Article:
Originally appeared in Razorcake #111 Aug./Sept. 2019
Here is a printable PDF and full text of the article.
Illustrations by Shane Milner
Layout by Todd Taylor
This zine is also available directly from Razorcake.
One Punk’s Guide to “The Dark Ages” by Billups Allen
You can fall at the first hurdle discussing “The Dark Ages” with historians and/or “historians.” A lot of people contest the nickname given to a period between August 24, 410 C.E. and the time leading up to around 800 C.E. when people across Europe were not prospering. Much like the term “new wave,” serious people will not acknowledge your discussion of “The Dark Ages” without trying to convince you not to use the term. It’s hard to ignore the period of roughly four hundred years after the fall of the Western Roman Empire when very little progress was made in science and literature. People struggled year-round just to feed themselves. If you weren’t royalty or one of the very few who had money, raw survival was your main concern. People without money barely ate. Reading was monk’s business; few people of upper or lower stations saw any reason to learn. There was a general lack of food and community. There were few leaders or organized governments to which to turn for help. Disease was also around every corner.
For those living in this era, you waited for improvements in your situation that were never going to arrive. Things didn’t change much in your lifetime. People lived hard, short lives in seclusion. This led to a certain amount of naiveté. As suggested in Monty Python and the Holy Grail (1975 C.E.), you were liable to believe anything anyone with a clean shirt on had to say. If starvation or disease didn’t get you, you were also under threat of being in the path of roaming bands of barbarians unconcerned with your problems. You were a sitting duck as a farmer and reliant on robbing if you were a soldier. Dangerous bands of marauders informed you of their presence by stopping in and killing you on their way through town. Europe was in a state of nearly constant war. Groups like the Visigoths, the Vandals, the Saxons and others whose legacy would go on to inspire cool band names were almost always on the hunt for a community to trounce or at war with each other. The Vandals, for example, were an Eastern Germanic tribe occupying much of what is now Poland. The Visigoths, major players in our story, were more at play in the West. If you were organized at all, you were eventually going to war with other Europeans. The low population meant you could only organize so much in your own defense.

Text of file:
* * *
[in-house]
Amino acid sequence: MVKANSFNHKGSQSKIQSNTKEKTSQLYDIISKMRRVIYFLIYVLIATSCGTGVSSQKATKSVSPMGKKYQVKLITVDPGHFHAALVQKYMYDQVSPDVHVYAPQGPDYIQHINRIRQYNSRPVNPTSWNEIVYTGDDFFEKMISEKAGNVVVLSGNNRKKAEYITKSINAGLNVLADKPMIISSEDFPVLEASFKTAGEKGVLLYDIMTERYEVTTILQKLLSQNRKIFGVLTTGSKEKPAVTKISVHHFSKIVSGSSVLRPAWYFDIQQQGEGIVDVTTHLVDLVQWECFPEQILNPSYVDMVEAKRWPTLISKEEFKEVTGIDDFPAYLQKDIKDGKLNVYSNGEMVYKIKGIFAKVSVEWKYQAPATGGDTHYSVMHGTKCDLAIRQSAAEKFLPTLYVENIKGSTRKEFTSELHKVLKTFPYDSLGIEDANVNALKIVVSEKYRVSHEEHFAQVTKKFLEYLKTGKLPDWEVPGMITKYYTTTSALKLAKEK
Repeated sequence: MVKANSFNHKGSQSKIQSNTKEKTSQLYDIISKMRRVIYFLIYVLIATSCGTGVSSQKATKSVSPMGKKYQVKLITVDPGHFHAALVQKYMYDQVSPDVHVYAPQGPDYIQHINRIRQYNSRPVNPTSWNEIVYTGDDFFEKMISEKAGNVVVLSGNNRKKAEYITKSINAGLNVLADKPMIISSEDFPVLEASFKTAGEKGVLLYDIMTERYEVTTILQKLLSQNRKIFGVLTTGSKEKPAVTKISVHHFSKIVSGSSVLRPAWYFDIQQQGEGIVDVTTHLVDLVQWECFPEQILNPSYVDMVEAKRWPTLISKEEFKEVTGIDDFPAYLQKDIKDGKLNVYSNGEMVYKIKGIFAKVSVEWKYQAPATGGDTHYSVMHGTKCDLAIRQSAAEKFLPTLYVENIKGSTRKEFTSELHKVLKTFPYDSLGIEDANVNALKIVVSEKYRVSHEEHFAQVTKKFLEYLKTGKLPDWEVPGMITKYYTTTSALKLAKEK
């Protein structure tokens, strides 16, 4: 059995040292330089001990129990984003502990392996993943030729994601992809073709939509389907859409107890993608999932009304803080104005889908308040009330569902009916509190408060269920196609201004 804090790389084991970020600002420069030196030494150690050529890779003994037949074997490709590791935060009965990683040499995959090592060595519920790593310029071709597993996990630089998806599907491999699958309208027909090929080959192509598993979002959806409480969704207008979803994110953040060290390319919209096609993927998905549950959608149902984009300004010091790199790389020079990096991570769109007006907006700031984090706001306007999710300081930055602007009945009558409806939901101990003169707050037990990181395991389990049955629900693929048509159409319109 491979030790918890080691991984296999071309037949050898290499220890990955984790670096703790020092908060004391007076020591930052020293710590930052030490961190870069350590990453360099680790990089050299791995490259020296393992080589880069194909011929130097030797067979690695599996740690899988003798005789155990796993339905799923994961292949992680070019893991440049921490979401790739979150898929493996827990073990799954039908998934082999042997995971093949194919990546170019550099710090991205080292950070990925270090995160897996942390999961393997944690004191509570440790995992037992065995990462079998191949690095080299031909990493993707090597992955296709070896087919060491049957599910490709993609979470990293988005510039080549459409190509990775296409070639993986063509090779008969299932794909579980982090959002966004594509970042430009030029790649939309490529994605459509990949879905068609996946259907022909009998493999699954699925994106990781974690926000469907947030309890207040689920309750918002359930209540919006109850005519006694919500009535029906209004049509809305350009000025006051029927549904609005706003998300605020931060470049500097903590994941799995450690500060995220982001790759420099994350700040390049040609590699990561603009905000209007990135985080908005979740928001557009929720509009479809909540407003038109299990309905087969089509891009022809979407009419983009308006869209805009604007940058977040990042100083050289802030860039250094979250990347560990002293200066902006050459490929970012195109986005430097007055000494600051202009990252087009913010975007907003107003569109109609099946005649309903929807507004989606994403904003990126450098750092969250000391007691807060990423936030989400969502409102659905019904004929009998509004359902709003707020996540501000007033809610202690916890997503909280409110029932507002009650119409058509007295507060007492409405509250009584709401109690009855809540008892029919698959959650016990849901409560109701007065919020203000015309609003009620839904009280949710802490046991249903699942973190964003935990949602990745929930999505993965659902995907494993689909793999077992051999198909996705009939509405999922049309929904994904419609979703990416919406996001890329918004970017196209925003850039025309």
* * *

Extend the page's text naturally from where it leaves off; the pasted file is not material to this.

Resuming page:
Thousands of years of Roman progress became relatively useless. Much like you still can today, you could go back to Rome and examine the remnants of society: the roads and monuments and aqueducts and statues. But at the time it didn’t mean much; you had little context to understand why they were now essentially outdated. There weren’t enough people to maintain lines of communication. People were isolated. Without anything at all to serve as a center of thinking, villagers believed strange things about the world around them.
This piece is meant to introduce some key names and events, and how they seeped past a major block of time, only to return Europe back to a position where there was enough time and energy among the citizenry to ruminate on anything beyond surviving. So if you’re at a party and someone contests your clever timeline regarding the Dark Ages, just remember if they’ve read more on the subject, they have less to do than you do.
The Term Itself…
The term Dark Ages is largely credited to Francisco Petrarch. Petrarch was a fourteenth century poet and scholar. Inventing the sonnet was among his most recognizable achievements. Petrarch is known as the “father of humanism,” a concept prevalent to driving the renaissance during his lifetime. His writings shaped much of how we view The Renaissance. Petrarch coined the label “Dark Ages.” Much like Elvis’s comeback special, it wasn’t called the “comeback special” until Elvis actually came back. The Dark Ages was given the moniker from the comfy chair of the Renaissance.
Petrarch has been criticized for being enamored with his own moment and perhaps a little enamored with himself—in such a way that for him to call a previous era “The Dark Ages” should be regarded as an act of hubris. But we also wouldn’t know much about the era without his work. One of his long-time projects was to translate the previous thousand years of writing to cement the history of Europe during the interim between the fall of the Roman Empire and the Renaissance beginning around 1300 C.E.
A-VERY-nother State of Mind